Instead, you must classify these workers as employees. And that’s a big problem for small businesses. Why? Because it’s a big tax increase. Small business owners will not only have to withhold payroll taxes from these workers, they will also have to pay the employer’s share of Social Security and Medicare taxes, as well as any related state and local taxes. As employees, they may also be qualified to participate in company benefit plans, which could incur additional health insurance and retirement costs.

Sure, these workers will also have protections under the Fair Labor Standards Act. They will also have the freedom to unionize (which many opponents say is the main driver behind the Biden administration’s actions). But do independent contractors and freelancers really want to be employees? Many contractors prefer to be their own boss and don’t want to be on a payroll. They like their independence. They serve multiple customers. They make their own decisions, from billing to the clients they work for and the hours they work.

“We told the Department of Labor that we want these attacks on our small businesses to stop,” He says Karon Warren, co-leader of Fight For Freelancers USA. “There are 59 million independent contractors in this country. We are a third of the US workforce and most of us are happy. Lawmakers and regulators must stop their outrageous attempts to misclassify us as employees.”

“The bill could end my ability to be my own boss, set my own hours, and otherwise live the dream of the American worker,” Judi Ketteler wrote in NBCNews.com. “According to the ABC test, companies should treat someone like me as an employee, with all the rights and benefits that implies, even if I’m just writing a story for them. The same goes for all kinds of creatives who support themselves through performances, such as actors, artists, and musicians. How many companies will continue to use our services in these circumstances? It’s just not feasible.”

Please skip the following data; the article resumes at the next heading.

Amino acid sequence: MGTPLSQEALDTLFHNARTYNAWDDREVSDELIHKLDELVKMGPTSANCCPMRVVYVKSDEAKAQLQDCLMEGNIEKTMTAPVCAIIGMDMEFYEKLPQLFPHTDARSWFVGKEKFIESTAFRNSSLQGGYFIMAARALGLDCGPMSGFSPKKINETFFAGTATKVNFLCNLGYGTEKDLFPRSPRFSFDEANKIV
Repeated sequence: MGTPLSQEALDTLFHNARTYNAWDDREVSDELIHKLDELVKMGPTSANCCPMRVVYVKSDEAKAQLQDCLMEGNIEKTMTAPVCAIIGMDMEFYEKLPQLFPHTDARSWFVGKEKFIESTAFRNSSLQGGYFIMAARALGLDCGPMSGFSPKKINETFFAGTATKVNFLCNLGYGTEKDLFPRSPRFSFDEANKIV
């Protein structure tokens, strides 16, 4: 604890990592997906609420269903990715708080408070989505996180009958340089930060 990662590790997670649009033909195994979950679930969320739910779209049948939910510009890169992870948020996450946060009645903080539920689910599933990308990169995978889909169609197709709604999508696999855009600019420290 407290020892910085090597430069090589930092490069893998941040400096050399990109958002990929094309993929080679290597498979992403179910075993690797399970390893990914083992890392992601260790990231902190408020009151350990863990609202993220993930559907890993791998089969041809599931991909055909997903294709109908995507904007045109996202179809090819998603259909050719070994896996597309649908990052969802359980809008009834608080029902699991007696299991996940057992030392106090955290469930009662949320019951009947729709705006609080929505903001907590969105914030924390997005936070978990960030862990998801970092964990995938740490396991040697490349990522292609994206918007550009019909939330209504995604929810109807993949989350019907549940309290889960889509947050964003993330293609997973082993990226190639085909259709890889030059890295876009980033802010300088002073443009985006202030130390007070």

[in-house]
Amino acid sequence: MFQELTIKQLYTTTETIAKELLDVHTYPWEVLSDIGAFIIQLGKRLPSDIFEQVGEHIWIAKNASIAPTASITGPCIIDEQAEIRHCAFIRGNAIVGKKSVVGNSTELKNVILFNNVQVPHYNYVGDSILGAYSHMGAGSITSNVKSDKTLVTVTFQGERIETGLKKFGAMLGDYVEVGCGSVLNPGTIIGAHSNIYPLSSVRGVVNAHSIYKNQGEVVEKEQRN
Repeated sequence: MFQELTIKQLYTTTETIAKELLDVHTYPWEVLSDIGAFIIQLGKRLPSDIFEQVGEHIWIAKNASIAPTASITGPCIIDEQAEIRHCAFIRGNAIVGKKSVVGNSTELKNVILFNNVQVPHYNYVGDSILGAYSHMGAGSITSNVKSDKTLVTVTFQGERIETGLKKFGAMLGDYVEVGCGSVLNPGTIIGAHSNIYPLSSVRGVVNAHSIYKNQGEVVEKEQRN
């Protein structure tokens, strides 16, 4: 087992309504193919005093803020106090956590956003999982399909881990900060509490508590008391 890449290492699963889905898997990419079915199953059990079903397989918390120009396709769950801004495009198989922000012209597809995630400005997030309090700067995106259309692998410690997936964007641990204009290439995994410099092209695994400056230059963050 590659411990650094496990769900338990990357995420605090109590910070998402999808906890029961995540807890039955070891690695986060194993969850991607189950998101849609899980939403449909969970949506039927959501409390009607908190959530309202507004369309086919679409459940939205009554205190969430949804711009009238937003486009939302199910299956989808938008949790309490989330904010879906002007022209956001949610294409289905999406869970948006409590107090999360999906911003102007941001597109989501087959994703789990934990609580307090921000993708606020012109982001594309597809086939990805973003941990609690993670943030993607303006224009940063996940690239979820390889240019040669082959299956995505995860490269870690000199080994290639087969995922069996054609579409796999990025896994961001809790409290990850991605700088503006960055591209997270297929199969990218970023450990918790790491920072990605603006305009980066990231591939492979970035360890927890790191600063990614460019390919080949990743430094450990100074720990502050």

Ketteler was referring to the PRO Law, a workers’ rights bill (modeled after California’s controversial AB5 legislation) that failed to pass the Senate in 2021. Despite this failure, the DOL continues to move out of the legislative process using parts of that legislation, particularly the ABC Test. The department held two public forums on the issue in June, and most experts expect the worker classification rules to be finalized by the end of the year.

It is inevitable that self-employment organizations and other business groups will challenge the ruling in court. there are already many legal challenges. And it’s important to note that the ruling comes from the DOL and does not affect how the IRS, a separate agency, defines independent contractors for tax reporting purposes. So confusion and chaos are also inevitable.

Meanwhile, countless small business owners will be caught in the middle. Amid inflation, supply chain issues, labor shortages, and a continuing economic slowdown, these changes couldn’t come at a worse time.

Gene Marks is founder of The Marks Group, a small business consulting firm. He frequently appears on CNBC, Fox Business and MSNBC.